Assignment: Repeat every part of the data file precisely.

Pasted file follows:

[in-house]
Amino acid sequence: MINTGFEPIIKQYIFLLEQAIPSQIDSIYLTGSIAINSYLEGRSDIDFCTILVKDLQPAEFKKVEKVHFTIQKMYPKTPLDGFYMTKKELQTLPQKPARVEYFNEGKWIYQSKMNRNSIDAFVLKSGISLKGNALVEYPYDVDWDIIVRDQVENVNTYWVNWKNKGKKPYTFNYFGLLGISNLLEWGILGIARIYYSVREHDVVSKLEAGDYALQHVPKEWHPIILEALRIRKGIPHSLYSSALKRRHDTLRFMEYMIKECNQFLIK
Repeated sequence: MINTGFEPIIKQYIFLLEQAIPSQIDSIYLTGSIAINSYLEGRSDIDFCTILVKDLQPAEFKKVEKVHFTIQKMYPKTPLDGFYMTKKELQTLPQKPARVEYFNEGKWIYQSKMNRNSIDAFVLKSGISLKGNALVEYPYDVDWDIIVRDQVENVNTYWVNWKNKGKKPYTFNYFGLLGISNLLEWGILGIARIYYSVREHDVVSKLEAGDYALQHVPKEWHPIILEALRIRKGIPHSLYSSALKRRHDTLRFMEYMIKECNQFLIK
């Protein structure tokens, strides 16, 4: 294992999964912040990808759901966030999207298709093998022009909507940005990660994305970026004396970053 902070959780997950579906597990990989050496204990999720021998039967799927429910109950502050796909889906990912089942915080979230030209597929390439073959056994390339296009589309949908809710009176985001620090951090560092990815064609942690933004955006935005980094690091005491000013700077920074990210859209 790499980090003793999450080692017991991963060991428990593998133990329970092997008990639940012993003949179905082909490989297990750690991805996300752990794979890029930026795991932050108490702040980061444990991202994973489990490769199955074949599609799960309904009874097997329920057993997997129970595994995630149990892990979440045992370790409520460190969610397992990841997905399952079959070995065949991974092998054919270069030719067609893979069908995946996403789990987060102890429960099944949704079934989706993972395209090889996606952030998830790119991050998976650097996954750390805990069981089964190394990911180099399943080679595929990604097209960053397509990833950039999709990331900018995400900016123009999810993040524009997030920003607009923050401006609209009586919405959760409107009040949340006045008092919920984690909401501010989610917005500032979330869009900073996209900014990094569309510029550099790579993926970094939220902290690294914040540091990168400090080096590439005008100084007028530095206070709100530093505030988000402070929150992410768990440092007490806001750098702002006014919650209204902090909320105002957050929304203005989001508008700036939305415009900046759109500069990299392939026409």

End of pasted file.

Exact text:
[in-house]
Amino acid sequence: MINTGFEPIIKQYIFLLEQAIPSQIDSIYLTGSIAINSYLEGRSDIDFCTILVKDLQPAEFKKVEKVHFTIQKMYPKTPLDGFYMTKKELQTLPQKPARVEYFNEGKWIYQSKMNRNSIDAFVLKSGISLKGNALVEYPYDVDWDIIVRDQVENVNTYWVNWKNKGKKPYTFNYFGLLGISNLLEWGILGIARIYYSVREHDVVSKLEAGDYALQHVPKEWHPIILEALRIRKGIPHSLYSSALKRRHDTLRFMEYMIKECNQFLIK
Repeated sequence: MINTGFEPIIKQYIFLLEQAIPSQIDSIYLTGSIAINSYLEGRSDIDFCTILVKDLQPAEFKKVEKVHFTIQKMYPKTPLDGFYMTKKELQTLPQKPARVEYFNEGKWIYQSKMNRNSIDAFVLKSGISLKGNALVEYPYDVDWDIIVRDQVENVNTYWVNWKNKGKKPYTFNYFGLLGISNLLEWGILGIARIYYSVREHDVVSKLEAGDYALQHVPKEWHPIILEALRIRKGIPHSLYSSALKRRHDTLRFMEYMIKECNQFLIK
């Protein structure tokens, strides 16, 4: 294992999964912040990808759901966030999207298709093998022009909507940005990660994305970026004396970053 902070959780997950579906597990990989050496204990999720021998039967799927429910109950502050796909889906990912089942915080979230030209597929390439073959056994390339296009589309949908809710009176985001620090951090560092990815064609942690933004955006935005980094690091005491000013700077920074990210859209 790499980090003793999450080692017991991963060991428990593998133990329970092997008990639940012993003949179905082909490989297990750690991805996300752990794979890029930026795991932050108490702040980061444990991202994973489990490769199955074949599609799960309904009874097997329920057993997997129970595994995630149990892990979440045992370790409520460190969610397992990841997905399952079959070995065949991974092998054919270069030719067609893979069908995946996403789990987060102890429960099944949704079934989706993972395209090889996606952030998830790119991050998976650097996954750390805990069981089964190394990911180099399943080679595929990604097209960053397509990833950039999709990331900018995400900016123009999810993040524009997030920003607009923050401006609209009586919405959760409107009040949340006045008092919920984690909401501010989610917005500032979330869009900073996209900014990094569309510029550099790579993926970094939220902290690294914040540091990168400090080096590439005008100084007028530095206070709100530093505030988000402070929150992410768990440092007490806001750098702002006014919650209204902090909320105002957050929304203005989001508008700036939305415009900046759109500069990299392939026409």